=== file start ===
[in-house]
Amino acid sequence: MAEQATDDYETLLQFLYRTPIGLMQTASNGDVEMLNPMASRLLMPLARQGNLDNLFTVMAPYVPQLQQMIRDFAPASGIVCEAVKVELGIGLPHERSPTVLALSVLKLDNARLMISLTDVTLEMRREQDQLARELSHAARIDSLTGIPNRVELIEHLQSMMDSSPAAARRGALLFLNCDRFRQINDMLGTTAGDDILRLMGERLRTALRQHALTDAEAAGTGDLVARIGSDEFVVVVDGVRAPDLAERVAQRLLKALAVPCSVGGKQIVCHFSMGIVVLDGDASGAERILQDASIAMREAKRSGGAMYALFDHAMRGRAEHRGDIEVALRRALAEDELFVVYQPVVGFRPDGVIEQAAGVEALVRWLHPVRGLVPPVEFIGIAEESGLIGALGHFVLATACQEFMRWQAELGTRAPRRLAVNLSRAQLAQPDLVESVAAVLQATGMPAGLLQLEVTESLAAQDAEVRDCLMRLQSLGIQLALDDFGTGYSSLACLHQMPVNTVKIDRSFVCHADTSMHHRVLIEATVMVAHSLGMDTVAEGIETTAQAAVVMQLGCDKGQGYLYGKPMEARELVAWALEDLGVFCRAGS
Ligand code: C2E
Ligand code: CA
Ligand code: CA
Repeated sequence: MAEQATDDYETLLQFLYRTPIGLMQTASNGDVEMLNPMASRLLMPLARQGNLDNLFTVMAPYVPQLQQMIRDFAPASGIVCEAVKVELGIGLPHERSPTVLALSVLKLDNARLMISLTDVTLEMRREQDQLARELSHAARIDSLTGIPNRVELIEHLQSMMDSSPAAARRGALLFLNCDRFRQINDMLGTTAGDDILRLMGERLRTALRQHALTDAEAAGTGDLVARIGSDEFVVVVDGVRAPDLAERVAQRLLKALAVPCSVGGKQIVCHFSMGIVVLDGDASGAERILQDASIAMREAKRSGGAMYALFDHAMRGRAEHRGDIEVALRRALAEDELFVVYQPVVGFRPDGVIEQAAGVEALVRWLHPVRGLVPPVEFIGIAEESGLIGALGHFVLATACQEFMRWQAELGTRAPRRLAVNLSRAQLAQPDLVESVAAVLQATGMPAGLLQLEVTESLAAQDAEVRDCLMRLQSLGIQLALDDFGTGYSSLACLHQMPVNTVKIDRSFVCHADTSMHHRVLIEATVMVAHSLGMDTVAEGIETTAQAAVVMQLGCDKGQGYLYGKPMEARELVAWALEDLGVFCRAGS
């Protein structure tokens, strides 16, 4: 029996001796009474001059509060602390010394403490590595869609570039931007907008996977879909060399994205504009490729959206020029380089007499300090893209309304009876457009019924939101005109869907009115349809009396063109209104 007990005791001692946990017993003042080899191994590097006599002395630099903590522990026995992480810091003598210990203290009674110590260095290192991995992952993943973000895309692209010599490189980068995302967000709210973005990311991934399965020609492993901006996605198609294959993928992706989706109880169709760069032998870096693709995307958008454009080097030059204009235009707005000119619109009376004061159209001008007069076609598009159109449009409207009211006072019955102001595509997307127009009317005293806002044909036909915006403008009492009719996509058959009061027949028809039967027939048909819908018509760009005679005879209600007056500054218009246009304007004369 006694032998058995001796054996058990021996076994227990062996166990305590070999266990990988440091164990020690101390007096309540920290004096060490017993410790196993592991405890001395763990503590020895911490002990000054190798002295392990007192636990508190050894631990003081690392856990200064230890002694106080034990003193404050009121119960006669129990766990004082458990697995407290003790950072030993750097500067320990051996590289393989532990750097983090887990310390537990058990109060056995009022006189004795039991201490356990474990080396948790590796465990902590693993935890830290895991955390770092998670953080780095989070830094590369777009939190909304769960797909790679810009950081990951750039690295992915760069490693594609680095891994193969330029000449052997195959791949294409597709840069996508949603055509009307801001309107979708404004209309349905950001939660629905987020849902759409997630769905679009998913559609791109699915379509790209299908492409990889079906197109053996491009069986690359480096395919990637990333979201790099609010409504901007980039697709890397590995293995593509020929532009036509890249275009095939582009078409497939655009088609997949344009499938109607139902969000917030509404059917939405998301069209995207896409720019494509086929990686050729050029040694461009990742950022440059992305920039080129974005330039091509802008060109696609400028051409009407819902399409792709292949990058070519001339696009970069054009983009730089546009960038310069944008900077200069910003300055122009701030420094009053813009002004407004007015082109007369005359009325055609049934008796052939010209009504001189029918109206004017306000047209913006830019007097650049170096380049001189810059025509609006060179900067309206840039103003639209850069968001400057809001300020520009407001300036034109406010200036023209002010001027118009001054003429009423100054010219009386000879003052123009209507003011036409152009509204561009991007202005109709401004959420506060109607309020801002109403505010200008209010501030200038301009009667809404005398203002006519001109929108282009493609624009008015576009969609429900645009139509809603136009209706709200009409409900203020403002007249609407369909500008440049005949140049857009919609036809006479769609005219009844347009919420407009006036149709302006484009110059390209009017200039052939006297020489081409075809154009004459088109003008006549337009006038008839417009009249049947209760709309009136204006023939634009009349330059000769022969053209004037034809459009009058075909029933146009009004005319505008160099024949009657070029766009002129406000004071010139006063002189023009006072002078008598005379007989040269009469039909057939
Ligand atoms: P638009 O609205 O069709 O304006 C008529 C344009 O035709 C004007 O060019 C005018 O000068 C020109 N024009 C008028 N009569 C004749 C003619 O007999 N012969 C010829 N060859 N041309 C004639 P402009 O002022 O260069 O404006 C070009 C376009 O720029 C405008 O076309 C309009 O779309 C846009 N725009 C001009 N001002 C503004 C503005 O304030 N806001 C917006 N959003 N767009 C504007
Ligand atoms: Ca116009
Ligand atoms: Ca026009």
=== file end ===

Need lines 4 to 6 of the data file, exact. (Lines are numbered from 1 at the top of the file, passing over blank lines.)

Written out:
Ligand code: CA
Ligand code: CA
Repeated sequence: MAEQATDDYETLLQFLYRTPIGLMQTASNGDVEMLNPMASRLLMPLARQGNLDNLFTVMAPYVPQLQQMIRDFAPASGIVCEAVKVELGIGLPHERSPTVLALSVLKLDNARLMISLTDVTLEMRREQDQLARELSHAARIDSLTGIPNRVELIEHLQSMMDSSPAAARRGALLFLNCDRFRQINDMLGTTAGDDILRLMGERLRTALRQHALTDAEAAGTGDLVARIGSDEFVVVVDGVRAPDLAERVAQRLLKALAVPCSVGGKQIVCHFSMGIVVLDGDASGAERILQDASIAMREAKRSGGAMYALFDHAMRGRAEHRGDIEVALRRALAEDELFVVYQPVVGFRPDGVIEQAAGVEALVRWLHPVRGLVPPVEFIGIAEESGLIGALGHFVLATACQEFMRWQAELGTRAPRRLAVNLSRAQLAQPDLVESVAAVLQATGMPAGLLQLEVTESLAAQDAEVRDCLMRLQSLGIQLALDDFGTGYSSLACLHQMPVNTVKIDRSFVCHADTSMHHRVLIEATVMVAHSLGMDTVAEGIETTAQAAVVMQLGCDKGQGYLYGKPMEARELVAWALEDLGVFCRAGS